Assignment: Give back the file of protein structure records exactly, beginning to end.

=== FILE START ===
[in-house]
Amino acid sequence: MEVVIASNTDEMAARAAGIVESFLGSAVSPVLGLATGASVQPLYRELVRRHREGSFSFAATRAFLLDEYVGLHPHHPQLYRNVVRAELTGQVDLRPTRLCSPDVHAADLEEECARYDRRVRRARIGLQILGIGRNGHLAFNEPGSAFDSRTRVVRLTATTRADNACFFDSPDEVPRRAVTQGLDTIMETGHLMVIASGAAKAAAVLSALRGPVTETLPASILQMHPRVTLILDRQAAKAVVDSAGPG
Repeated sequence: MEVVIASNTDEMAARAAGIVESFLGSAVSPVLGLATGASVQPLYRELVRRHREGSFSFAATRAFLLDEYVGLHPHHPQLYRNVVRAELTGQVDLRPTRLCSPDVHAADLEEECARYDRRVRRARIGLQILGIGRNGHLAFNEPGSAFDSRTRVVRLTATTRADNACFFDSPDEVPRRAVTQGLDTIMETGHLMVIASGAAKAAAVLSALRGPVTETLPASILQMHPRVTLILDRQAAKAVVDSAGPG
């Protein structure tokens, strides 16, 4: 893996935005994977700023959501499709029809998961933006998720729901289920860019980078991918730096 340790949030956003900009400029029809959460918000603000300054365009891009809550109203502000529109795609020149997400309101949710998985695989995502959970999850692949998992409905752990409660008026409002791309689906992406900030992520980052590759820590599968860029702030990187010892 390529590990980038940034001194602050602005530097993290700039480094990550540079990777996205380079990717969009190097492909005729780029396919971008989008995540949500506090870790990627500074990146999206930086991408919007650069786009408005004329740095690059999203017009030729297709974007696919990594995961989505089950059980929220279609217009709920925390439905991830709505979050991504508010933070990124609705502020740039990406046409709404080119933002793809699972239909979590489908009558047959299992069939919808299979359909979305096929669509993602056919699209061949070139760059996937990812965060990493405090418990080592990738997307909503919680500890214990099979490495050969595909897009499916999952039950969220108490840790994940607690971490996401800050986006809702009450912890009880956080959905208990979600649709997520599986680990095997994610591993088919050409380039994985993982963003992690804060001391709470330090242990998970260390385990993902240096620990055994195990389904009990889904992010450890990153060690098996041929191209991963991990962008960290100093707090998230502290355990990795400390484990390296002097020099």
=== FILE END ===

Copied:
[in-house]
Amino acid sequence: MEVVIASNTDEMAARAAGIVESFLGSAVSPVLGLATGASVQPLYRELVRRHREGSFSFAATRAFLLDEYVGLHPHHPQLYRNVVRAELTGQVDLRPTRLCSPDVHAADLEEECARYDRRVRRARIGLQILGIGRNGHLAFNEPGSAFDSRTRVVRLTATTRADNACFFDSPDEVPRRAVTQGLDTIMETGHLMVIASGAAKAAAVLSALRGPVTETLPASILQMHPRVTLILDRQAAKAVVDSAGPG
Repeated sequence: MEVVIASNTDEMAARAAGIVESFLGSAVSPVLGLATGASVQPLYRELVRRHREGSFSFAATRAFLLDEYVGLHPHHPQLYRNVVRAELTGQVDLRPTRLCSPDVHAADLEEECARYDRRVRRARIGLQILGIGRNGHLAFNEPGSAFDSRTRVVRLTATTRADNACFFDSPDEVPRRAVTQGLDTIMETGHLMVIASGAAKAAAVLSALRGPVTETLPASILQMHPRVTLILDRQAAKAVVDSAGPG
């Protein structure tokens, strides 16, 4: 893996935005994977700023959501499709029809998961933006998720729901289920860019980078991918730096 340790949030956003900009400029029809959460918000603000300054365009891009809550109203502000529109795609020149997400309101949710998985695989995502959970999850692949998992409905752990409660008026409002791309689906992406900030992520980052590759820590599968860029702030990187010892 390529590990980038940034001194602050602005530097993290700039480094990550540079990777996205380079990717969009190097492909005729780029396919971008989008995540949500506090870790990627500074990146999206930086991408919007650069786009408005004329740095690059999203017009030729297709974007696919990594995961989505089950059980929220279609217009709920925390439905991830709505979050991504508010933070990124609705502020740039990406046409709404080119933002793809699972239909979590489908009558047959299992069939919808299979359909979305096929669509993602056919699209061949070139760059996937990812965060990493405090418990080592990738997307909503919680500890214990099979490495050969595909897009499916999952039950969220108490840790994940607690971490996401800050986006809702009450912890009880956080959905208990979600649709997520599986680990095997994610591993088919050409380039994985993982963003992690804060001391709470330090242990998970260390385990993902240096620990055994195990389904009990889904992010450890990153060690098996041929191209991963991990962008960290100093707090998230502290355990990795400390484990390296002097020099």